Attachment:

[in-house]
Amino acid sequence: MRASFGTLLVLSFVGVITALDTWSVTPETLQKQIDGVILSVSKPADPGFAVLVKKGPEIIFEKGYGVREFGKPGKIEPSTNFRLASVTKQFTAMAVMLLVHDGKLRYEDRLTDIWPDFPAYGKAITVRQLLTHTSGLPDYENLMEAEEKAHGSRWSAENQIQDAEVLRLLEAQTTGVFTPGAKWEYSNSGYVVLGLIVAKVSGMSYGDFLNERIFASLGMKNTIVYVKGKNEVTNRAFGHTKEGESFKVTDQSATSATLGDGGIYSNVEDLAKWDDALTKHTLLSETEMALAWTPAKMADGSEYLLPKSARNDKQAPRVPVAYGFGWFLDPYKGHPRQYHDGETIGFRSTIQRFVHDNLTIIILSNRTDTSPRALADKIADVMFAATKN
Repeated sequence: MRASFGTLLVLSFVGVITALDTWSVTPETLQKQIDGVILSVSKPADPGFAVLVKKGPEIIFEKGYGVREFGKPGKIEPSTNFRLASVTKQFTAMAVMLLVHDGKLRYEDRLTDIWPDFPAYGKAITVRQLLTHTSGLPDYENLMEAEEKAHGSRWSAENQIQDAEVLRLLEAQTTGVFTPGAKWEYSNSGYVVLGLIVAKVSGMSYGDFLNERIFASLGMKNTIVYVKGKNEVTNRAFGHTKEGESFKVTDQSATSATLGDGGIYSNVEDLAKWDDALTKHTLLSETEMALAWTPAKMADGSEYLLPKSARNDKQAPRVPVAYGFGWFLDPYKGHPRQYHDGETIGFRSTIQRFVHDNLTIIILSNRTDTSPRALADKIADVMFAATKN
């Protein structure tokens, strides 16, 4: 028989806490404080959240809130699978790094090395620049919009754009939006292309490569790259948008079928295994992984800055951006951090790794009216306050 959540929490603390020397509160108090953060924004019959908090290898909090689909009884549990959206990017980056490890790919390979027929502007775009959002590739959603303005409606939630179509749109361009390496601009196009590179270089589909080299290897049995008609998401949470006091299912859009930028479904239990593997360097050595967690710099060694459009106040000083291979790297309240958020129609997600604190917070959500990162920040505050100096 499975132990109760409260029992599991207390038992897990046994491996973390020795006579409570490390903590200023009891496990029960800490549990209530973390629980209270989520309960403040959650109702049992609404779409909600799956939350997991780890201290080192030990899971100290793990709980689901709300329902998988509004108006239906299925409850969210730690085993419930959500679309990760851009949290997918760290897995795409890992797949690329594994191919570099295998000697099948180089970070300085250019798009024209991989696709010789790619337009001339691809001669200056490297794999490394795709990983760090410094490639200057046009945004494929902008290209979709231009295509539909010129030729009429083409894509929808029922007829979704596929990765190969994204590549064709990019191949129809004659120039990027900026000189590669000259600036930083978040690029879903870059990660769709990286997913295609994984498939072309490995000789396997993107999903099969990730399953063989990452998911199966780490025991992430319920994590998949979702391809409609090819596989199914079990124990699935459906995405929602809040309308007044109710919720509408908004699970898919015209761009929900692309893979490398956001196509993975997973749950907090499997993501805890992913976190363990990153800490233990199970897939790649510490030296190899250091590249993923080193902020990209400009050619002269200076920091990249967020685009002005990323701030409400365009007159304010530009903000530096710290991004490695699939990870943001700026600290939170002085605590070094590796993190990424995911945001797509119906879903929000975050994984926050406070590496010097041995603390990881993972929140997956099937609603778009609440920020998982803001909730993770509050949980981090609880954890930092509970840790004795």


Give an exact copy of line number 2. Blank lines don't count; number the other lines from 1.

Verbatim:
Amino acid sequence: MRASFGTLLVLSFVGVITALDTWSVTPETLQKQIDGVILSVSKPADPGFAVLVKKGPEIIFEKGYGVREFGKPGKIEPSTNFRLASVTKQFTAMAVMLLVHDGKLRYEDRLTDIWPDFPAYGKAITVRQLLTHTSGLPDYENLMEAEEKAHGSRWSAENQIQDAEVLRLLEAQTTGVFTPGAKWEYSNSGYVVLGLIVAKVSGMSYGDFLNERIFASLGMKNTIVYVKGKNEVTNRAFGHTKEGESFKVTDQSATSATLGDGGIYSNVEDLAKWDDALTKHTLLSETEMALAWTPAKMADGSEYLLPKSARNDKQAPRVPVAYGFGWFLDPYKGHPRQYHDGETIGFRSTIQRFVHDNLTIIILSNRTDTSPRALADKIADVMFAATKN